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Pace quickens as candidates storm Iowa

This contest is like no other, caucus-watchers say. Politicians are on the air, on the phone and maybe at your door.

December 30, 2007|Mark Z. Barabak and Michael Finnegan | Times Staff Writers

DES MOINES — With uncertainty the only sure thing, the fight for Iowa hurtled into its final stretch on Saturday amid a blizzard of TV ads, speeches, phone calls and door-knocking by a presidential field that, more than ever, has staked its hopes on this snowy state.

The spectacle of two wide-open races fueled by record spending -- even in a place that thrives on political competition -- was unprecedented.

From sunrise until deep into the dark, nearly a dozen contenders waged the political equivalent of hand-to-hand combat, trading jabs from the stage and across the airwaves while touting themselves as the one, true champion of change.

"We need to turn the page on our politics," Sen. Barack Obama of Illinois told audiences at several stops. "We need to stand for change that America can believe in."

Sen. Hillary Rodham Clinton of New York countered that she alone had the experience "to make the kind of changes America desperately needs."

On the Republican side, former Massachusetts Gov. Mitt Romney promised that he would transform Washington just as he remade businesses and rescued the 2002 Winter Olympics. "I brought change to almost every organization that I've been part of," he said.

With Democrats Clinton, Obama and former North Carolina Sen. John Edwards in a three-way tie in polls and Romney battling to reclaim the Republican lead against former Arkansas Gov. Mike Huckabee, the candidates stormed Iowa as if their political survival was at stake -- which it may be for some.

Foot soldiers staffed phone banks and trudged door-to-door -- sometimes sharing the sidewalk with workers from opposing campaigns -- as they labored to sway the undecided and coax supporters to come out Thursday night, when Iowans will cast the first ballots of the 2008 campaign.

The caucuses here will be followed by New Hampshire's first-in-the-nation primary five days later -- Republican Sen. John McCain of Arizona had that state almost to himself Saturday -- and then by a series of contests that will climax on Feb. 5 when 22 states, including California, hold what amounts to a national referendum.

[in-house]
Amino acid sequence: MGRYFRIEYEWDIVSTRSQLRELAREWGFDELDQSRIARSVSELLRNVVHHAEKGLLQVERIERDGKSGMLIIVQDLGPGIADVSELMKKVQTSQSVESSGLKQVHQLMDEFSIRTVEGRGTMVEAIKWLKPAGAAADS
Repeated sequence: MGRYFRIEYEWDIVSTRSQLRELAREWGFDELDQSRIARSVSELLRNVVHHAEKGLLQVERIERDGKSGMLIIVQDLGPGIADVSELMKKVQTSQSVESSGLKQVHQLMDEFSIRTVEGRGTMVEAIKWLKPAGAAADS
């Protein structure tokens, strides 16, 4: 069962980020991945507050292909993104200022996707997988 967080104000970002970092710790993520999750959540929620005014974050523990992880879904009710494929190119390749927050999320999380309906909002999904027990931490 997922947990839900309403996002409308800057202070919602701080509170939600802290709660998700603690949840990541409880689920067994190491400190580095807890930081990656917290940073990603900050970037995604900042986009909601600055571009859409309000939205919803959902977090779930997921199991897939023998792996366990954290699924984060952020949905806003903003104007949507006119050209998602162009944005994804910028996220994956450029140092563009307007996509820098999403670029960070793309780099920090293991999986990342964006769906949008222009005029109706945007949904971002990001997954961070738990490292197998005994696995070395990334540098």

On Saturday, however, the focus was almost entirely on the farm towns and urban centers of Iowa, from Sioux City in the northwest to Burlington, 350 miles away, in the southeast. In all, 10 candidates staged more than 40 events across the state, beneath a bonnet of blue sky that brought temperatures into the 20s and offered a welcome break between snowstorms.

In many ways the scene was familiar, with Iowa once more the center of the political galaxy. But even veteran caucus-watchers said that in 30-plus years, they had never seen a contest like the one this year. (And not just because it was waged, unremittingly, through the holiday season.)

Candidates and outside groups have spent tens of millions of dollars, obliterating spending records, and together they have broadcast tens of thousands of TV ads. (On Saturday during one 6 a.m. Des Moines newscast, which was dominated by campaign coverage, virtually every spot was a political commercial.)

For all that effort, however, the Democratic and Republican races remained tight.

An aggregate of the latest Iowa polls showed Clinton with 30% support, Edwards 27% and Obama 26%, a statistical dead heat. On the Republican side, the aggregate showed Huckabee with 31% support to Romney's 29%, also effectively a tie. Several GOP candidates were vying for third place.

But polling is notoriously difficult given the quirky nature of the caucuses. A combination town hall and kaffeeklatsch, the 1,784 precinct-level gatherings require intense organization on the part of candidates and a deep commitment on the part of supporters. With forecasters predicting temperatures below freezing, candidates urged voters not to shrink from the opportunity.

"What an extraordinary privilege to be an Iowan and to have probably more to do with electing the next leader of the free world than anybody else on earth," Obama told an audience of several hundred Saturday night in Mount Pleasant. "Please take advantage of that privilege."

In a time of discontent -- amid war, high gas prices and a miserable housing market -- the buzzword of the political season has been change. But what that amounts to, and who can best deliver it, is the subject of fierce dispute, particularly on the Democratic side.

Clinton argued Saturday that her background "from Day One" made her uniquely suited to be president. She recounted her work on children's issues and healthcare and as an informal overseas ambassador during her husband's White House administration.

"Who is tested and proven to be able to win against whatever the Republicans decide to do?" Clinton asked the crowd that filled a high school gymnasium in the town of Clinton. "I believe it is imperative that we have a president who understands exactly what is going to wait for him or her in the Oval Office. "

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